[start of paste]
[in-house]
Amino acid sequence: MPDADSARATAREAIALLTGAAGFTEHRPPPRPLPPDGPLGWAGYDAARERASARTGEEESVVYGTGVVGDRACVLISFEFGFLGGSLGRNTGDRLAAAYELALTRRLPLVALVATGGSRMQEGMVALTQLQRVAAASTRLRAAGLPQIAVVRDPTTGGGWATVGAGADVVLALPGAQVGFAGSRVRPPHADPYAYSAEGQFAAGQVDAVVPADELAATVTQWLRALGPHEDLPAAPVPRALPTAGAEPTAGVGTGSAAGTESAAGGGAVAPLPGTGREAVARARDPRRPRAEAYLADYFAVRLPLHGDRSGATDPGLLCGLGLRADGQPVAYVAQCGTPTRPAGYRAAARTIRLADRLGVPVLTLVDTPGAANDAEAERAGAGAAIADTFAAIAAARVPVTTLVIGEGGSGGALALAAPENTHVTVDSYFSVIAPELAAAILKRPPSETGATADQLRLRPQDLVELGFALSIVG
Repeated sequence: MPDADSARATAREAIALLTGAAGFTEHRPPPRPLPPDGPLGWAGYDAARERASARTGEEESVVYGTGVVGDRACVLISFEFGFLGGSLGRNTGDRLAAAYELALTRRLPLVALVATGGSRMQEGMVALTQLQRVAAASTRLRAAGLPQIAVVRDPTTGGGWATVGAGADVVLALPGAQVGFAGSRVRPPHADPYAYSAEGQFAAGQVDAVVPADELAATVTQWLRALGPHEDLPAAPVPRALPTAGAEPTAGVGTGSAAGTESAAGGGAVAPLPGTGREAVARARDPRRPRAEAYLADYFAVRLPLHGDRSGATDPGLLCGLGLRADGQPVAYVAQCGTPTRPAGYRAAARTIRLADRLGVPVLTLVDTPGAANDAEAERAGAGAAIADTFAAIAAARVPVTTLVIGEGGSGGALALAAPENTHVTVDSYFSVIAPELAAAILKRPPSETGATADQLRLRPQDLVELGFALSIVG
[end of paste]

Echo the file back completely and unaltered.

[in-house]
Amino acid sequence: MPDADSARATAREAIALLTGAAGFTEHRPPPRPLPPDGPLGWAGYDAARERASARTGEEESVVYGTGVVGDRACVLISFEFGFLGGSLGRNTGDRLAAAYELALTRRLPLVALVATGGSRMQEGMVALTQLQRVAAASTRLRAAGLPQIAVVRDPTTGGGWATVGAGADVVLALPGAQVGFAGSRVRPPHADPYAYSAEGQFAAGQVDAVVPADELAATVTQWLRALGPHEDLPAAPVPRALPTAGAEPTAGVGTGSAAGTESAAGGGAVAPLPGTGREAVARARDPRRPRAEAYLADYFAVRLPLHGDRSGATDPGLLCGLGLRADGQPVAYVAQCGTPTRPAGYRAAARTIRLADRLGVPVLTLVDTPGAANDAEAERAGAGAAIADTFAAIAAARVPVTTLVIGEGGSGGALALAAPENTHVTVDSYFSVIAPELAAAILKRPPSETGATADQLRLRPQDLVELGFALSIVG
Repeated sequence: MPDADSARATAREAIALLTGAAGFTEHRPPPRPLPPDGPLGWAGYDAARERASARTGEEESVVYGTGVVGDRACVLISFEFGFLGGSLGRNTGDRLAAAYELALTRRLPLVALVATGGSRMQEGMVALTQLQRVAAASTRLRAAGLPQIAVVRDPTTGGGWATVGAGADVVLALPGAQVGFAGSRVRPPHADPYAYSAEGQFAAGQVDAVVPADELAATVTQWLRALGPHEDLPAAPVPRALPTAGAEPTAGVGTGSAAGTESAAGGGAVAPLPGTGREAVARARDPRRPRAEAYLADYFAVRLPLHGDRSGATDPGLLCGLGLRADGQPVAYVAQCGTPTRPAGYRAAARTIRLADRLGVPVLTLVDTPGAANDAEAERAGAGAAIADTFAAIAAARVPVTTLVIGEGGSGGALALAAPENTHVTVDSYFSVIAPELAAAILKRPPSETGATADQLRLRPQDLVELGFALSIVG